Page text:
Pressure Leaching of Zinc-Sulphide
Direct leaching of zinc-sulphide (ZnS) concentrates is a process that
zinc from zinc-sulphide. Zinc, the fourth most common metal
in use, is used to galvanize metals, and in batteries and paints, among
other uses. The process, developed in part by Alberta researchers and with
Alberta industry, has important ramifications for the provinces mining
Leaching is one of two commonly used methods of recovering zinc from zinc-sulphide
concentrates. The other, called roasting, has a serious disadvantage, in
that one of its end-products is sulphur dioxide, a toxic gas. Leaching
does not have this disadvantage, as the end-product is elemental sulphur,
which, while smelly, is relatively harmless. In fact, elemental sulphur is
an essential element in living organisms, and can be sold as fertilizer,
among other usages.
In the late 1950s, F.A. Forward, head of the Department of Mining and
Metallurgy at the University of British Columbia, and H. Veltman, a
research metallurgist for the research and development division of Sherritt Gordon Mines Limited, located in Fort Saskatchewan, Alberta,
started conducting experiments to see if a viable method of leaching zinc-sulphide
concentrates could be found. While previous work on this had been
conducted for decades, nothing satisfactory had been developed.
Forward and Veltman conducted experiments using a device called an
autoclave, a vessel used to create chemical reactions at high temperature
and high pressure. The two scientists found that zinc sulphide reacted
with hydrogen sulphate and oxygen to produce zinc sulphate and sulphur.
They proceeded to fine-tune certain variables such as the temperature,
pressure and time. In their findings, they stated that, given the right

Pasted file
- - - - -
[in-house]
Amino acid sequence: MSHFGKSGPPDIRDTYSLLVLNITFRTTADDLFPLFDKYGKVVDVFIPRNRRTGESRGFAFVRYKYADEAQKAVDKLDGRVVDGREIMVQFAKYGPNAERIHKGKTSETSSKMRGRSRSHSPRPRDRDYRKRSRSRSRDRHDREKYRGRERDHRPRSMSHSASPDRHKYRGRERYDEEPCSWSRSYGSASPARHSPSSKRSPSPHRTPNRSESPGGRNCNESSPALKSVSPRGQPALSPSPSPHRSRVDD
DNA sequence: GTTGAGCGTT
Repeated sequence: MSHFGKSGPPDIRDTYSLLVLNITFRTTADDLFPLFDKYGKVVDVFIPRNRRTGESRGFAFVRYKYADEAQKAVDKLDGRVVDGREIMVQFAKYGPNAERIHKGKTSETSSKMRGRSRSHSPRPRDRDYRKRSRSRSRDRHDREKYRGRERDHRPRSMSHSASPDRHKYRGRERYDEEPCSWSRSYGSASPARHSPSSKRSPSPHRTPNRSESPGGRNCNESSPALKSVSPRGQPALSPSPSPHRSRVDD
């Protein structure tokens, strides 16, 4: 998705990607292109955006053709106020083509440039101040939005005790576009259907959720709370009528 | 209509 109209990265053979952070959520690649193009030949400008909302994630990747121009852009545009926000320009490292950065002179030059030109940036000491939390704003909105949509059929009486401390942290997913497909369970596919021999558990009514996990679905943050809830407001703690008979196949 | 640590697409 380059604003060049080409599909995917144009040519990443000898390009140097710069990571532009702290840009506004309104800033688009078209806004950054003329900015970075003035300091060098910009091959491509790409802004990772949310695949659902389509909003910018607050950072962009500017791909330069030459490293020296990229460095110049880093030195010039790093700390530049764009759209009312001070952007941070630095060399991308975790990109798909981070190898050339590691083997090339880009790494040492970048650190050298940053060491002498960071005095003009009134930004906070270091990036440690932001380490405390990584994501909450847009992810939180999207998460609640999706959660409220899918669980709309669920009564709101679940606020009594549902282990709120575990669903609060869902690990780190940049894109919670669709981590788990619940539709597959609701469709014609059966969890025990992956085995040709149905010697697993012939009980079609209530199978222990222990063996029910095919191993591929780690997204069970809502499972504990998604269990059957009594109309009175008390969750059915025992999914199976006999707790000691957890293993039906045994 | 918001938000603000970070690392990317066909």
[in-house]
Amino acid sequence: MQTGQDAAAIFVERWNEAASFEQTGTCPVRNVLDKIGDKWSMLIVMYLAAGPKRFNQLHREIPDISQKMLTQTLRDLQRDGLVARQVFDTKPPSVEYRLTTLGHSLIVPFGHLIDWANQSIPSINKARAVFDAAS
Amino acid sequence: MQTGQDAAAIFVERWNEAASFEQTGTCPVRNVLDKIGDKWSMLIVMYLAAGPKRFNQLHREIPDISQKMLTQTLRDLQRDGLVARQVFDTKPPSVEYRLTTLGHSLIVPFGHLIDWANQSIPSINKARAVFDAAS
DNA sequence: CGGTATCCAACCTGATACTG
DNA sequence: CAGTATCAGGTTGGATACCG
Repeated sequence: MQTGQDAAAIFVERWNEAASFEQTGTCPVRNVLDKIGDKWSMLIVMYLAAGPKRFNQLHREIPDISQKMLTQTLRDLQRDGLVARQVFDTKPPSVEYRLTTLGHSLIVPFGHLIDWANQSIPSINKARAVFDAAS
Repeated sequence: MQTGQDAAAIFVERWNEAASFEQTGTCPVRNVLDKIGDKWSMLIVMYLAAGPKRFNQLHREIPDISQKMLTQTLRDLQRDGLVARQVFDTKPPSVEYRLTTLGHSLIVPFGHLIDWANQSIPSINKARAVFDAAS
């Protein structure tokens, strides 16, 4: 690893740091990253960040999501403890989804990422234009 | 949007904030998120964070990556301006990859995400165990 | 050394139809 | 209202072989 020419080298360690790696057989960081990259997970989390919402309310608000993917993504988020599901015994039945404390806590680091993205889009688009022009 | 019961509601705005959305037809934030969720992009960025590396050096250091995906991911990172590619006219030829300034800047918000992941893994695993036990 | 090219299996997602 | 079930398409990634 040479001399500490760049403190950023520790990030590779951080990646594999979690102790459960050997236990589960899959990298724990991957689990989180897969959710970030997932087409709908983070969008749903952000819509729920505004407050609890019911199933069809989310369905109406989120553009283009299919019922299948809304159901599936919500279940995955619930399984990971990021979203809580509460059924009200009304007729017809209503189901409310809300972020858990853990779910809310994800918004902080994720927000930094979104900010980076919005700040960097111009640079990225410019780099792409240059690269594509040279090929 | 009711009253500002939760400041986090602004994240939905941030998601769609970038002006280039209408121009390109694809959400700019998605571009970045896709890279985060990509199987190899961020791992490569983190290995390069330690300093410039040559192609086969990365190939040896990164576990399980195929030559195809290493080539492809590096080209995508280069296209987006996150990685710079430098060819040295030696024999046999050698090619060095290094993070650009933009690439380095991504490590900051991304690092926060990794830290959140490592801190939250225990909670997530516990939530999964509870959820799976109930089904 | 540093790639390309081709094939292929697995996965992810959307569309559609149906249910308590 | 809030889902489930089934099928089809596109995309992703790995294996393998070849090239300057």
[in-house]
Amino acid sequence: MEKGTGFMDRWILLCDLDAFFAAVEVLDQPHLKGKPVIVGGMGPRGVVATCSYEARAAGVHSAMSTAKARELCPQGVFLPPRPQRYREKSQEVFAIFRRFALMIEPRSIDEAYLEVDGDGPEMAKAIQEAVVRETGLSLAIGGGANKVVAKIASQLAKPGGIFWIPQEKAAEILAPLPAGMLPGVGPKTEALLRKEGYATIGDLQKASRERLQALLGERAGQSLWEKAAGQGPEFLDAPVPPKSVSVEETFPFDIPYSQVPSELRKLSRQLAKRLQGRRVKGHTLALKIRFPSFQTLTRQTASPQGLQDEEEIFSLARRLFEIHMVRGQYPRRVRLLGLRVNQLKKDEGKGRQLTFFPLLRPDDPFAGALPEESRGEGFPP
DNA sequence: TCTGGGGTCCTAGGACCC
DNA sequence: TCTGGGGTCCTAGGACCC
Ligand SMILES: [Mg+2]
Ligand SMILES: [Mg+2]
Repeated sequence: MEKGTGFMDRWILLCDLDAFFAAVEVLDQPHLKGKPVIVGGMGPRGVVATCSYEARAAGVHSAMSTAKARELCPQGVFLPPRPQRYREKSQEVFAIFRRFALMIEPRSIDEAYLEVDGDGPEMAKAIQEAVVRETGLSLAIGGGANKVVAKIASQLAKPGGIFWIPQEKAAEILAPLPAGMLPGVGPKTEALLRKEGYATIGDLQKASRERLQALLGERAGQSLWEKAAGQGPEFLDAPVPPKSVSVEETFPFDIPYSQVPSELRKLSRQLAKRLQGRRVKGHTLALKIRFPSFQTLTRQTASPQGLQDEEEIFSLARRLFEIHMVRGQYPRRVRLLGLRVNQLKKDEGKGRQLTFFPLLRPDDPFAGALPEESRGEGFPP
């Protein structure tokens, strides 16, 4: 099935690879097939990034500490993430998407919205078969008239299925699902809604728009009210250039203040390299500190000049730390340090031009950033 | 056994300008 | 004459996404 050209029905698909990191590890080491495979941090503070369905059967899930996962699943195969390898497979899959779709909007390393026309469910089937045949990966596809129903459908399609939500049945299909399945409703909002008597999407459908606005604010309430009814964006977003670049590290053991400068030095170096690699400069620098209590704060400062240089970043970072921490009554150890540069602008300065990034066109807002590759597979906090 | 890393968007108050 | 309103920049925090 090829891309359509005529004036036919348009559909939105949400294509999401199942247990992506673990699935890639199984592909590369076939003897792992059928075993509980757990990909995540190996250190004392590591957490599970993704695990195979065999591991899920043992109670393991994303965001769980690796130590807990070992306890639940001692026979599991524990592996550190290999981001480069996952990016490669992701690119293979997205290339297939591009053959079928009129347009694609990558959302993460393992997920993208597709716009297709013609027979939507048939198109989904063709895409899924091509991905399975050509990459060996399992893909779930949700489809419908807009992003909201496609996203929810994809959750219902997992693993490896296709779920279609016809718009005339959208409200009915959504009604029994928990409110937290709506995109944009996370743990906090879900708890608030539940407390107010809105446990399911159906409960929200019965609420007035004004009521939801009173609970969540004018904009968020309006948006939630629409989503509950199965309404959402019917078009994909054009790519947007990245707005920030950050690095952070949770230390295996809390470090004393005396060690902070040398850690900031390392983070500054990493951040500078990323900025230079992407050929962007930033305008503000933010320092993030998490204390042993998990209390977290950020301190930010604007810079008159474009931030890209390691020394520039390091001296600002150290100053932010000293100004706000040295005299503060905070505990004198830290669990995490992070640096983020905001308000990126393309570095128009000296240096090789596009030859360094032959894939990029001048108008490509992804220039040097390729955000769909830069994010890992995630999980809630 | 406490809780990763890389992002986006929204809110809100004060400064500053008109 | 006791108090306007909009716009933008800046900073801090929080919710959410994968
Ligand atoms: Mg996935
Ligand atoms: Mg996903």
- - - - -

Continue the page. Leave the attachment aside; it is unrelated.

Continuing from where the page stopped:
conditions, 99 percent of the zinc could be extracted in two to four
This proved to be somewhat optimistic, and in 1968 Veltman and P.T. OKane,
also of Sherritt Gordon, concluded that somewhere near twice as much time
was needed, a fact that prevented commercial application of the process.
With further experimentation, they refined the process and reduced the
time to less than two hours.
Environmental restrictions on sulphur gas emissions were increasing,
adding urgency to make direct pressure leaching viable. Given the success
of the experiments, Sherritt Gordon conducted a large-scale pilot plant
campaign, in cooperation with another Canadian company, Cominco. Research
up to this point had taken place at the Sherritt Research Centre in Fort
Saskatchewan. The first large-scale pilot plant facility was built at
Trail, British Columbia in the late 1970s. The results were promising,
with the technical integrity of the process indicating that commercial
application of direct pressure leaching was likely.
Sherritt Gordon licensed the process, and other plants throughout Canada
and the world soon followed. In 1997, Dynatec Corporation took over the
Sherritt Gordon technology services and licensing, including the pressure
leaching patents. Dynatec continues to refine the process and apply it in
locations around the world.
The invention of pressure leaching is a process that spanned several
decades and represent Alberta innovation in mining and extraction. Dozens
of scientists and researchers worked on it, refining and developing it. In
the end they achieved a commercially viable process which
Achieved the complete elimination of atmospheric pollution due to sulfur
Recovers sulphur in its elemental form, readily storable and saleable
Has lower operating costs
Produces a high level of zinc (and other metals) recovery
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